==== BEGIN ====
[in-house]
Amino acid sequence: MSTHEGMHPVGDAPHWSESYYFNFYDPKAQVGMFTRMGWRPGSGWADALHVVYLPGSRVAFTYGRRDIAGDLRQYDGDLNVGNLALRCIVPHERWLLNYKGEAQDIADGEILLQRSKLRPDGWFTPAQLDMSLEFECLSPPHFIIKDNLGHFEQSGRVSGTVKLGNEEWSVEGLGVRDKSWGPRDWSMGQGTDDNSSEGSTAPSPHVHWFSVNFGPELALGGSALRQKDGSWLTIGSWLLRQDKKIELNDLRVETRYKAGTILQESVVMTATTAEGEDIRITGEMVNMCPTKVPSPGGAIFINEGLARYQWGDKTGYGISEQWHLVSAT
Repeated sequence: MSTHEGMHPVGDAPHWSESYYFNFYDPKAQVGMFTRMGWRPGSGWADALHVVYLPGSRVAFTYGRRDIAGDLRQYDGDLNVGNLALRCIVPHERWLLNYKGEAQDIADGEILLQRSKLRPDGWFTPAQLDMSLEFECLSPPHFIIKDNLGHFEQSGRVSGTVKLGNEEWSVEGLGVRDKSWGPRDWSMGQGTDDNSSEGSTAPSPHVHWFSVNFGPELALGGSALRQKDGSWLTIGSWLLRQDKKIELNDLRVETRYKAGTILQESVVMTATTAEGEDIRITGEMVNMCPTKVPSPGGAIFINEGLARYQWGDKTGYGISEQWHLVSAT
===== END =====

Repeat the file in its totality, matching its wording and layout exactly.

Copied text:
[in-house]
Amino acid sequence: MSTHEGMHPVGDAPHWSESYYFNFYDPKAQVGMFTRMGWRPGSGWADALHVVYLPGSRVAFTYGRRDIAGDLRQYDGDLNVGNLALRCIVPHERWLLNYKGEAQDIADGEILLQRSKLRPDGWFTPAQLDMSLEFECLSPPHFIIKDNLGHFEQSGRVSGTVKLGNEEWSVEGLGVRDKSWGPRDWSMGQGTDDNSSEGSTAPSPHVHWFSVNFGPELALGGSALRQKDGSWLTIGSWLLRQDKKIELNDLRVETRYKAGTILQESVVMTATTAEGEDIRITGEMVNMCPTKVPSPGGAIFINEGLARYQWGDKTGYGISEQWHLVSAT
Repeated sequence: MSTHEGMHPVGDAPHWSESYYFNFYDPKAQVGMFTRMGWRPGSGWADALHVVYLPGSRVAFTYGRRDIAGDLRQYDGDLNVGNLALRCIVPHERWLLNYKGEAQDIADGEILLQRSKLRPDGWFTPAQLDMSLEFECLSPPHFIIKDNLGHFEQSGRVSGTVKLGNEEWSVEGLGVRDKSWGPRDWSMGQGTDDNSSEGSTAPSPHVHWFSVNFGPELALGGSALRQKDGSWLTIGSWLLRQDKKIELNDLRVETRYKAGTILQESVVMTATTAEGEDIRITGEMVNMCPTKVPSPGGAIFINEGLARYQWGDKTGYGISEQWHLVSAT